Making Connections: Intermodal Links in the Public Transportation System
Making Connections: Intermodal Links in the Public Transportation System
by Bruce Goldberg
Since at least 1991, federal transportation policy 1 has sought to encourage intermodal connections – the links that allow passengers to switch from one mode of public transportation to another. The intermodal terminal is a key building block for developing connectivity because travelers can only transfer directly between modes if there is a place to do so. The Bureau of Transportation Statistics (BTS) has developed a new database of passenger terminals and the connecting modes that directly serve them.
The first phase of the database is complete and includes information on direct connections available at all intercity rail stations and all airports with scheduled service.
Initial findings for the 48 contiguous states show that:
- 54 percent of intercity rail stations have intermodal links,
- 35 percent of airports are served by another scheduled public transportation mode, and
- Transit bus is the most prevalent connecting mode at airports and intercity rail stations.
Figure 1 separately shows the percentage of facilities with connectivity in the 48 contiguous states and in Alaska and Hawaii. Table 1 shows the detailed data for the 48 contiguous states. The degree of connectivity in Alaska and Hawaii, where unique geographic circumstances exist, is much lower than on the mainland. Therefore, the results of those two states are discussed separately in this report.
Although several airports and intercity rail stations are served by multiple connecting modes with scheduled service, the predominant connecting mode is the transit bus (city-wide or metropolitan area buses). Among the 150 airports on the U.S. mainland served by connecting modes, 136 are served by transit bus, and of the 274 mainland rail stations with intermodal connections, 232 are served by transit bus.
The next most prevalent connecting mode is the intercity bus serving 46 airports.2 Intercity buses serve 168 intercity rail stations, with about half of those connections provided by buses operated for Amtrak as “Amtrak Thruway” connections.3 Figure 2 shows the number of airports and intercity rail stations served by each of the connecting modes.
The highest degree of connectivity for intercity rail stations occurs in the northeast and in the west coast states. (see box a).
Intercity rail and commuter trains often run on the same tracks and frequently serve the same stations. This results in 91 intercity rail stations where connections are possible between commuter and intercity trains. The other rail transit modes, heavy rail and light rail, each serve 12 intercity rail stations.4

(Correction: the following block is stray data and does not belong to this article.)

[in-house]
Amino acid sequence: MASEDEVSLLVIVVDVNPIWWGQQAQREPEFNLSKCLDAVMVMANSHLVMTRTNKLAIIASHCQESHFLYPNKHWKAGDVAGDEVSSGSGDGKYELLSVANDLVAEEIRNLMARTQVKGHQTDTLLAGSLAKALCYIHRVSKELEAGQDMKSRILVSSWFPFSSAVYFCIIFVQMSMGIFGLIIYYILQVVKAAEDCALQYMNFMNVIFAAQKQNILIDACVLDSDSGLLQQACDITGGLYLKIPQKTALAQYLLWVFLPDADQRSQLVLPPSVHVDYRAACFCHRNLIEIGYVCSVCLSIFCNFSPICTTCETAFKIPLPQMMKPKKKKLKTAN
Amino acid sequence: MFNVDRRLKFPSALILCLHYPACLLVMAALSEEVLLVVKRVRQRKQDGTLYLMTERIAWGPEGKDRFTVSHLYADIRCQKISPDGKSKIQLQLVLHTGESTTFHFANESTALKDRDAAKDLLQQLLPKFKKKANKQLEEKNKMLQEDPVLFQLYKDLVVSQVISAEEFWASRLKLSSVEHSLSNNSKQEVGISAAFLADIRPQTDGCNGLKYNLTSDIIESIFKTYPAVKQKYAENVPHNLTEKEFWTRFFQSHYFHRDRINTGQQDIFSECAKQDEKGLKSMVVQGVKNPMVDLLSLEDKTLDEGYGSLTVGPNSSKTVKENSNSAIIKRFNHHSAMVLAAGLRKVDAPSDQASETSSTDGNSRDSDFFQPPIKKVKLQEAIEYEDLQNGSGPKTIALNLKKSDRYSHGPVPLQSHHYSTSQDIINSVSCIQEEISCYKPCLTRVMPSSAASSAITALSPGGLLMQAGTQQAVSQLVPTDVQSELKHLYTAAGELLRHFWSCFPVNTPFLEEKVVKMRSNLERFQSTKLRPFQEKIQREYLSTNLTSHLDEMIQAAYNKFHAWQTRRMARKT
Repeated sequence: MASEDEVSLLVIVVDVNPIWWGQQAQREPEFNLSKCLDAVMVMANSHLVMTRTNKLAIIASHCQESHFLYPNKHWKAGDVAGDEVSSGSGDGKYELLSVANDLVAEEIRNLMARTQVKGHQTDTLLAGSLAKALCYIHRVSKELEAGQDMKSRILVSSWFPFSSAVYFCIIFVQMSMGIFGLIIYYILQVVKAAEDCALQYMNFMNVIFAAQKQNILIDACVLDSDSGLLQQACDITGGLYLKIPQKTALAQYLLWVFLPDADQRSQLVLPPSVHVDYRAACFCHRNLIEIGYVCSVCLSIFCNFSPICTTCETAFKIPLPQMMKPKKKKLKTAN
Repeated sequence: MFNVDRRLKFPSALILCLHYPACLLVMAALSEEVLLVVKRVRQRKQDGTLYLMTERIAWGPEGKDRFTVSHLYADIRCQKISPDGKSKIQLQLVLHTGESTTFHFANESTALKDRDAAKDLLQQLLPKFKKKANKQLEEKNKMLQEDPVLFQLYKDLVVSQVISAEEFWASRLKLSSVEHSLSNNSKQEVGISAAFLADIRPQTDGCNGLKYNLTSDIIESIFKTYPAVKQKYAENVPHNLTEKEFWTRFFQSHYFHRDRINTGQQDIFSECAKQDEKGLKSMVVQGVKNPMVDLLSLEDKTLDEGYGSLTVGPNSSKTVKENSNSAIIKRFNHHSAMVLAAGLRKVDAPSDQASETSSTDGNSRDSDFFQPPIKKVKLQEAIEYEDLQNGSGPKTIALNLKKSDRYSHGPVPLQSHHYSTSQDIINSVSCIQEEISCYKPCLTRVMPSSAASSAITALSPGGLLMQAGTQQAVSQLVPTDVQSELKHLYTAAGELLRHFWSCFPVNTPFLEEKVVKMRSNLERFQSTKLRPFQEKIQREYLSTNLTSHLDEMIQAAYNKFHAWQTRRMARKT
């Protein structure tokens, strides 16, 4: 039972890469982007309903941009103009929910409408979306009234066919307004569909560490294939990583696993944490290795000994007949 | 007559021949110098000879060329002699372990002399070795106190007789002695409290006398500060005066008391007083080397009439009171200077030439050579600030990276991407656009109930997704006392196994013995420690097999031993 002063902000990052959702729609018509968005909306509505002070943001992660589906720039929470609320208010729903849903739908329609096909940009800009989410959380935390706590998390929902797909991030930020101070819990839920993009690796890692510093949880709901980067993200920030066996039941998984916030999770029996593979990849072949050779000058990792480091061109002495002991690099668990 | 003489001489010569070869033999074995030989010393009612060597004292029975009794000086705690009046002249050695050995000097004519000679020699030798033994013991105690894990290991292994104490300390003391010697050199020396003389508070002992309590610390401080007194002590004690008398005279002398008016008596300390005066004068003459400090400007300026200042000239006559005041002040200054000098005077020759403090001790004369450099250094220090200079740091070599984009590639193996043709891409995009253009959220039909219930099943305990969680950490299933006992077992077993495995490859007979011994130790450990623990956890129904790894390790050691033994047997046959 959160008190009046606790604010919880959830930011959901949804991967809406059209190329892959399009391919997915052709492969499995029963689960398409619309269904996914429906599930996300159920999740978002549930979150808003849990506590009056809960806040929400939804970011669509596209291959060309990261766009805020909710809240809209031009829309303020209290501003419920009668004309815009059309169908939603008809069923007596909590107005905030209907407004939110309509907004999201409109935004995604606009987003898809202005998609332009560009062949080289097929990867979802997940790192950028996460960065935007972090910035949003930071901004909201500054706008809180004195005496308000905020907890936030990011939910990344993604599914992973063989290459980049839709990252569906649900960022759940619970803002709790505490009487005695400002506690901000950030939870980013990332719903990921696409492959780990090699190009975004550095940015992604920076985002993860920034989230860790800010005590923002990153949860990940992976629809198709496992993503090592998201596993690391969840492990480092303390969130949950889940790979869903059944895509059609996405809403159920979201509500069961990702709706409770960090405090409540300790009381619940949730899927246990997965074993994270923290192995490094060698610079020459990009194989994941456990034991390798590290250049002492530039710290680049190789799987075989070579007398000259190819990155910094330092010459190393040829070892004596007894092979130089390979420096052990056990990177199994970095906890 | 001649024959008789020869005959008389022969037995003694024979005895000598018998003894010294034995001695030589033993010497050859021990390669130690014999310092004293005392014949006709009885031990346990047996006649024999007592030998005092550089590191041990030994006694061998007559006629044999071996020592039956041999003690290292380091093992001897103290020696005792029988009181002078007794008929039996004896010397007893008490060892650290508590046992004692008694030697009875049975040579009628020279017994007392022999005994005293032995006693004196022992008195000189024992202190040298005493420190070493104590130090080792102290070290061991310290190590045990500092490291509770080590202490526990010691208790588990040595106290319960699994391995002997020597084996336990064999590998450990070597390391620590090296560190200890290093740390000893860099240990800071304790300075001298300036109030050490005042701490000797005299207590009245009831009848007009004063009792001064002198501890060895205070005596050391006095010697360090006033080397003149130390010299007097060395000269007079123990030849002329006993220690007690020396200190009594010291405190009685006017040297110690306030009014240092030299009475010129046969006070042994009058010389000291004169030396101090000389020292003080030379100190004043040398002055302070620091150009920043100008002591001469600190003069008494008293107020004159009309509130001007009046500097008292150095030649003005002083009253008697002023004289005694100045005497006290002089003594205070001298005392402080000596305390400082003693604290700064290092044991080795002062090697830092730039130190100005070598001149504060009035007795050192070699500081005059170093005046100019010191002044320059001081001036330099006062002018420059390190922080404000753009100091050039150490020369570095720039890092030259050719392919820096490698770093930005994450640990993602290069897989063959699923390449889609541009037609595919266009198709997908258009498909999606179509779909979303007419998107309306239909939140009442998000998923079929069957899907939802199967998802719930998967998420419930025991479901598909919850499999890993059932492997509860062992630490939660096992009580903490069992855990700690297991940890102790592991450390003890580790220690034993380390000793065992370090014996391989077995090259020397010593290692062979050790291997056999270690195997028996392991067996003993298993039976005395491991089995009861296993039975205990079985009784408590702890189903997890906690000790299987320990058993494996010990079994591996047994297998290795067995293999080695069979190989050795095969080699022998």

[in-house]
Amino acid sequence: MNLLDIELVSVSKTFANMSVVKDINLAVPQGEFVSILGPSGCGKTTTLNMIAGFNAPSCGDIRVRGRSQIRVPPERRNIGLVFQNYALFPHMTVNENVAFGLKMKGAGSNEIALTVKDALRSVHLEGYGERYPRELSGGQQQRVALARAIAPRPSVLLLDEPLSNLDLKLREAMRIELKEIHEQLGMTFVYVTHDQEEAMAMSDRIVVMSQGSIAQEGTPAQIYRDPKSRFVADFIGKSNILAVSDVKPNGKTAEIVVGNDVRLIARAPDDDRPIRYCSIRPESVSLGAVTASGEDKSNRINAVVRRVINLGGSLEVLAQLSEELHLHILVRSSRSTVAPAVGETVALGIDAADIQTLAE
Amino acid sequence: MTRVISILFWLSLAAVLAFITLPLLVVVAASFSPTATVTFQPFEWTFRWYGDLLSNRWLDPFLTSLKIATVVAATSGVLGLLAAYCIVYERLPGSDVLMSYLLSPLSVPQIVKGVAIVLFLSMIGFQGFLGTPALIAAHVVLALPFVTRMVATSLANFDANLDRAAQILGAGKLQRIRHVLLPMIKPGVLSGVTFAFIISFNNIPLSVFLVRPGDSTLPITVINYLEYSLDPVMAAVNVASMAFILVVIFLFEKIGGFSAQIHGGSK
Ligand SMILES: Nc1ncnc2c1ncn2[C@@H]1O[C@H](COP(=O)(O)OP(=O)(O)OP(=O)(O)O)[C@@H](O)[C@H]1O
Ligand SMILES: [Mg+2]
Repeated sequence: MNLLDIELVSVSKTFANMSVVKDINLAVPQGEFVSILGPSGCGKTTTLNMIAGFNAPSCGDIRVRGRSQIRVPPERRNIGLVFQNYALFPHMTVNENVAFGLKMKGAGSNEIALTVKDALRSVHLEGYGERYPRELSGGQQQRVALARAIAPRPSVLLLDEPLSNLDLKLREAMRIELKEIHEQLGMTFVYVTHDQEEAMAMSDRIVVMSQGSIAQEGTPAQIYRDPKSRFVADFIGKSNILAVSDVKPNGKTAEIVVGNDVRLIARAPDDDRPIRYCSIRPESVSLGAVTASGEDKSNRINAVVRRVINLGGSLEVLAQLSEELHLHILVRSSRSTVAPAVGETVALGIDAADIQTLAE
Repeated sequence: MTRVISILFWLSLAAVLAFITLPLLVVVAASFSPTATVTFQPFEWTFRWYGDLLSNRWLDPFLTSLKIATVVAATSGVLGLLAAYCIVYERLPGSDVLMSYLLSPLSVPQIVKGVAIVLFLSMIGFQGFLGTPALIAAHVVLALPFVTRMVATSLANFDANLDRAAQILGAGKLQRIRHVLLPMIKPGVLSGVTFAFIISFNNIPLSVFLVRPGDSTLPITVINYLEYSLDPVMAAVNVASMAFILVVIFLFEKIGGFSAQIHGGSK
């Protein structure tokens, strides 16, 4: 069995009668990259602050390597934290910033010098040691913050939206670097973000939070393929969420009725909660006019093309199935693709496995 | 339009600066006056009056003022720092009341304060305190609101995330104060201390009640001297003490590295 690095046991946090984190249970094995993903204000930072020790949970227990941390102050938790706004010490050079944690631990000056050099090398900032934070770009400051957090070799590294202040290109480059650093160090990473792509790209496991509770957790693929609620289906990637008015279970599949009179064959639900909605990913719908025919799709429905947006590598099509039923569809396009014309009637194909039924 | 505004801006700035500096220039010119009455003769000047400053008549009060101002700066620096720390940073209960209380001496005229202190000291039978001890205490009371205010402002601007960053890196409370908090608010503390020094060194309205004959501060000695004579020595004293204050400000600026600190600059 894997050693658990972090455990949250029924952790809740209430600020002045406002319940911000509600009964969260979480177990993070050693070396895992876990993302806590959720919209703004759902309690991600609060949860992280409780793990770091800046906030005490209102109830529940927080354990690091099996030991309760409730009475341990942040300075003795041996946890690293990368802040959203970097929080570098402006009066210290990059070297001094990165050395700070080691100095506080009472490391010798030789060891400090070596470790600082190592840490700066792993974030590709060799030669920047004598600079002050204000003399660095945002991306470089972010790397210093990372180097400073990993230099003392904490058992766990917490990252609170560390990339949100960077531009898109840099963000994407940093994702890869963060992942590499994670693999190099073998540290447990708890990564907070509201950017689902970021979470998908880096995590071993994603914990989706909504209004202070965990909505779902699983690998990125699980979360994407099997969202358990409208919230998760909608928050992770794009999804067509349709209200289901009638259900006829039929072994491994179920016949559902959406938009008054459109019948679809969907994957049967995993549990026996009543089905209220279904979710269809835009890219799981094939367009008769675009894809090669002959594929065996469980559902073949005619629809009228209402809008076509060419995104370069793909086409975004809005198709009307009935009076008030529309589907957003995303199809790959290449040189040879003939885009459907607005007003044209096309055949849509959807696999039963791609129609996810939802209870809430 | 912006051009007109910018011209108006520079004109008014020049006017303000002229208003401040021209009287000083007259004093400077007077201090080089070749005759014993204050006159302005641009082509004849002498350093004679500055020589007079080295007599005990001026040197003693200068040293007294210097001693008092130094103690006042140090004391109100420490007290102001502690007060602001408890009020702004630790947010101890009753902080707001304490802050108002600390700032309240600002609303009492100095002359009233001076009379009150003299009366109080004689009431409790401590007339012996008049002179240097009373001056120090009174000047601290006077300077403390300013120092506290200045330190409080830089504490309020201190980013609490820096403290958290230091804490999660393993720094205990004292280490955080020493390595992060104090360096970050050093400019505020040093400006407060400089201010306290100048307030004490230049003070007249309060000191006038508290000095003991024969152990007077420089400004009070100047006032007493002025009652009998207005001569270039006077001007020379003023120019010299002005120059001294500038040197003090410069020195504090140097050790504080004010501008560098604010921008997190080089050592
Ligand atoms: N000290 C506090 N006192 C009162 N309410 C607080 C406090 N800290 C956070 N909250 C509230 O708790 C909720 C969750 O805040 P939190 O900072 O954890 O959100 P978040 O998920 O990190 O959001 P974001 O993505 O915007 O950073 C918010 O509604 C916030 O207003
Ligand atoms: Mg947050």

When two or more modes serve the same facility, and those modes serve the facility during the same part of the day, connectivity clearly exists. However, many situations were found where the facility is served by only one mode, with other modes providing service outside or near the facility. In consultation with other operating administrations at DOT, BTS developed proximity criteria for defining whether reasonable connectivity exists in those situations. The proximity criteria for determining connectivity are:
- the modes serve the same terminal building; or
- the modes serve facilities that are within the same block; or
- the modes serve facilities within a one-block radius and the traveler does not have to cross a major thoroughfare, unprotected intersection, or other physical barrier; or
- the modes are located in buildings connected by either an enclosed structure or a conveyance operated by either the facility or one of the carriers involved for the purpose of facilitating a connection; or
- the modes involved advertise a connection as existing, even if the connection falls outside of the other criteria here.
In addition to proximity, BTS established a general criterion covering timing and frequency. Even when two modes are in the same building, the timing of their services may make connectivity very inconvenient despite the close proximity. Rather than define specific “connecting time” criteria that must be met, BTS identified the types of situations where, due to significant scheduling differences, two modes would not be considered to reasonably connect at a facility. BTS did not consider connectivity to exist if a connection cannot be made between the modes in each direction, if travelers are required to wait an extended period during the overnight hours in order to connect between modes, or if days of operation of the two modes do not match up.
Nationwide, air and rail are linked at 23 different airports, including five airports served by more than one rail mode. Five airports in the contiguous 48 states and one in Alaska have connectivity to intercity rail. Another nine airports are served by commuter trains, nine more by heavy rail transit, and five by light rail. Baltimore-Washington Thurgood Marshall Airport (BWI) is the only airport served by more than two rail modes. BWI has light rail service to its main terminal building, and commuter and intercity rail at a station on airport property linked to the terminal by an airport operated shuttle bus. The number of airports served by each of the rail modes is shown in table 2.
During data collection, many cases were found where two or more modes were located close to each other, but were too far apart to meet the proximity criteria, or where the scheduling criteria were not met. There were 75 rail stations, 43 mainland airports, and 2 Alaska airports where there is a near connection to transit bus service. In these 120 locations, if a minor deviation to an existing route or schedule were possible, transit connectivity with intercity rail or air might be enhanced.